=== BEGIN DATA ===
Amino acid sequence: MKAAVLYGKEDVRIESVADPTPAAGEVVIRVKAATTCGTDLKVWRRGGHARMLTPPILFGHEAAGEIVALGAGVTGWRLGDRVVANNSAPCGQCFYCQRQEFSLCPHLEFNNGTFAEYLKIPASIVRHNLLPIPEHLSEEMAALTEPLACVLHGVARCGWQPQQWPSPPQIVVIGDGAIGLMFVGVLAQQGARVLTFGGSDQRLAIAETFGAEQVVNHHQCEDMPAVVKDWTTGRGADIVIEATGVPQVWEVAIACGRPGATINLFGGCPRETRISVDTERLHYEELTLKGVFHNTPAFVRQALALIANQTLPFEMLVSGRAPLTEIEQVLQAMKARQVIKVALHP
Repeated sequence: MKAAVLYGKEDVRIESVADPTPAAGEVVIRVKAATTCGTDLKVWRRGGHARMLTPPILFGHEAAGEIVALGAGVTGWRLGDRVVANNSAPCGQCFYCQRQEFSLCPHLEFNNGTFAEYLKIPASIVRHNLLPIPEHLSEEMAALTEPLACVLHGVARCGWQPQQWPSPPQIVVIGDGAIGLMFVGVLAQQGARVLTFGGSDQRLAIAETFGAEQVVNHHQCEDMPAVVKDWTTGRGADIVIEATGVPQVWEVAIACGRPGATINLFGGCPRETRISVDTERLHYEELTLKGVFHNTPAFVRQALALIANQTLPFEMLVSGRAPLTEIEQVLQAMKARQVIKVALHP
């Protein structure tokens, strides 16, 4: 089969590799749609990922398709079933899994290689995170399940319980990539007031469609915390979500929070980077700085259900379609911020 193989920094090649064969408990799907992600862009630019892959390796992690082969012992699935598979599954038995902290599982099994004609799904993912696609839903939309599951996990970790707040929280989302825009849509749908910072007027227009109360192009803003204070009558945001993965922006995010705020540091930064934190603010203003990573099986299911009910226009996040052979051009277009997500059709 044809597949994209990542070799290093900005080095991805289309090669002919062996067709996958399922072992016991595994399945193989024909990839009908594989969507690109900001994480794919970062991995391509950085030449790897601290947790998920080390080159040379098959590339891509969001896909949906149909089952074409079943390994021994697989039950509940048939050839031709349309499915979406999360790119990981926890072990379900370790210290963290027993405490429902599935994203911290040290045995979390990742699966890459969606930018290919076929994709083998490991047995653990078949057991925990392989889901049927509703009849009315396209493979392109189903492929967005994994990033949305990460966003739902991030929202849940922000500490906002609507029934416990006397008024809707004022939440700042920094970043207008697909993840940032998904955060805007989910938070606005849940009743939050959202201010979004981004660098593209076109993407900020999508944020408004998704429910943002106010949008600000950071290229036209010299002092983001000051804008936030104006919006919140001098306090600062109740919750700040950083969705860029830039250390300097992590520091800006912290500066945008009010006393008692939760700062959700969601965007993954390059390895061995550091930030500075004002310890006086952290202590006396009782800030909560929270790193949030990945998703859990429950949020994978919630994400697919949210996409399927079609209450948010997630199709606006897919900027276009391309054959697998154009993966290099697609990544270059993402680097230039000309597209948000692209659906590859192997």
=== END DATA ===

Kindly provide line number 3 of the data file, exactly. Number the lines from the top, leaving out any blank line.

């Protein structure tokens, strides 16, 4: 089969590799749609990922398709079933899994290689995170399940319980990539007031469609915390979500929070980077700085259900379609911020 193989920094090649064969408990799907992600862009630019892959390796992690082969012992699935598979599954038995902290599982099994004609799904993912696609839903939309599951996990970790707040929280989302825009849509749908910072007027227009109360192009803003204070009558945001993965922006995010705020540091930064934190603010203003990573099986299911009910226009996040052979051009277009997500059709 044809597949994209990542070799290093900005080095991805289309090669002919062996067709996958399922072992016991595994399945193989024909990839009908594989969507690109900001994480794919970062991995391509950085030449790897601290947790998920080390080159040379098959590339891509969001896909949906149909089952074409079943390994021994697989039950509940048939050839031709349309499915979406999360790119990981926890072990379900370790210290963290027993405490429902599935994203911290040290045995979390990742699966890459969606930018290919076929994709083998490991047995653990078949057991925990392989889901049927509703009849009315396209493979392109189903492929967005994994990033949305990460966003739902991030929202849940922000500490906002609507029934416990006397008024809707004022939440700042920094970043207008697909993840940032998904955060805007989910938070606005849940009743939050959202201010979004981004660098593209076109993407900020999508944020408004998704429910943002106010949008600000950071290229036209010299002092983001000051804008936030104006919006919140001098306090600062109740919750700040950083969705860029830039250390300097992590520091800006912290500066945008009010006393008692939760700062959700969601965007993954390059390895061995550091930030500075004002310890006086952290202590006396009782800030909560929270790193949030990945998703859990429950949020994978919630994400697919949210996409399927079609209450948010997630199709606006897919900027276009391309054959697998154009993966290099697609990544270059993402680097230039000309597209948000692209659906590859192997």